Building on those insights, this paper considers the use of algorithmic systems—that is systems of data driven governance (and social credit type) systems-- in the context of the regulation of the human rights effects of economic activity and its ramifications (especially its challenges) for law. We start with a brief examination of the landscape of such algorithmic private legal systems as it has developed to date. Building on prior work (Backer 2018, Backer 2021), the object is to theorize characteristics of emerging algorithmic systems and their distinctions among liberal democratic and Marxist Leninist political-economic models. The context centers on the examination of the landscape of such algorithmic private legal systems as it has developed to date by considering the extent to which a rating or algorithmic system has been emerging around recent national efforts to combat human trafficking through so-called Modern Slavery and Supply Chain Due Diligence legal regime and international norms.
We then turn to an exploration of the ramifications for the baseline premises against which the legitimacy of traditional legal models are measured. Among the more relevant are those tied to issues of privacy, of the integrity of data, and on transparency. More fundamental issues touch on the role of law in governance systems that are data driven and compliance oriented. One of the more interesting contradictions of the rise of algorithmic law is that societal stakeholders most committed to a critique of the use of the model on the basis of its threat to conventional protection of law (privacy, human rights, rule of law, democratic engagement and the like) are also likely to use algorithmic law to seek to harden human rights enhancing compliance systems based on data driven analytics with the characteristics.
We seek to advance the discourse of algorithmic law between two distinct lines of scholarship that have only recently emerged. The first is a line of scholarship that focuses its inquiry of algorithmic law and data-driven governance--by positioning the conversation around pragmatic issues, including the potential social harms and/or gains that could be had from algorithmic law ad more generally data driven governance (Campbell-Verduyn, Goguen and Porter 2016; Smith 2020; Katzenbach and Ulbricht 2019; Robinson 2017). In that vein some important scholarship has focused on issues of definition (Algorithmic Law) and quite influentially, others developed proposals on how to tame, contain and regulate their manifestation. (Pasquale 2017). Another line of scholarly development considered the ramifications of the rise of platforms used to support the structures and operations of algorithmic law (Barns 2019). Of particular utility have been scholarship of domestic governance policies supported using algorithmic law, and especially of the use of predictive analytics within multiple fields including governance, healthcare, economics, etc. (Van Claster, Wynants, Timmerman, Steverberg, Collins 2019; Lena, Delen 2020; Curran, Smart 2019). This discussion foregrounds ethics and the threat of algorithmic governance to established political values (for example privacy, autonomy, equal treatment; Pasquale 2015).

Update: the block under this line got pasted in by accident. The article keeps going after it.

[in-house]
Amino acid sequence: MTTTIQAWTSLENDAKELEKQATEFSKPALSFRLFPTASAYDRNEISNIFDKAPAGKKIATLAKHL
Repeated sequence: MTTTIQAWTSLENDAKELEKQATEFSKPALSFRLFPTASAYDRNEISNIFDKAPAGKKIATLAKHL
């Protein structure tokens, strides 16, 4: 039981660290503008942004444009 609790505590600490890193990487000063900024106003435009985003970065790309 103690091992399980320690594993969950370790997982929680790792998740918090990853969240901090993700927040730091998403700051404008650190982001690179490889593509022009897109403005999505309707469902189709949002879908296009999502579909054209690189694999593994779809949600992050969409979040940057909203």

And yet, despite the threat especially to traditional liberal democratic values, algorithmic governance has great potential to overcome the obstacles to an effective development of a viable regulatory system for human rights protections in the context of economic activity. Ratings based regulatory structures swerve as a gateway for developing predictive analytics that has regulatory potential in ways that may serve liberal democratic values to the same extent as it appears now to serve Marxist Leninist values (Curran, Smart 2019). In this sense these mechanisms advances a discussion on algorithmic law’s role in international human rights law. (McGregor, Murray, and Ng 2019).
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 School of International Affairs, Pennsylvania State University (MIA 2021).
 “Corporations, meanwhile, are increasingly adopting their own codes of conduct covering matters as diverse as environmental sustainability, labor rights, human rights, and standards of respect, honest and fair dealing with customers. These company-level norms are often enforced through processes that mirror the formal compliance function. Entities are being called on to encourage ethical and compliant behavior by third parties through systems such as programs of supply chain management,“ conflict minerals” disclosures, suspicious activities reports and similar activities (ALI 2019, Forward p. xv).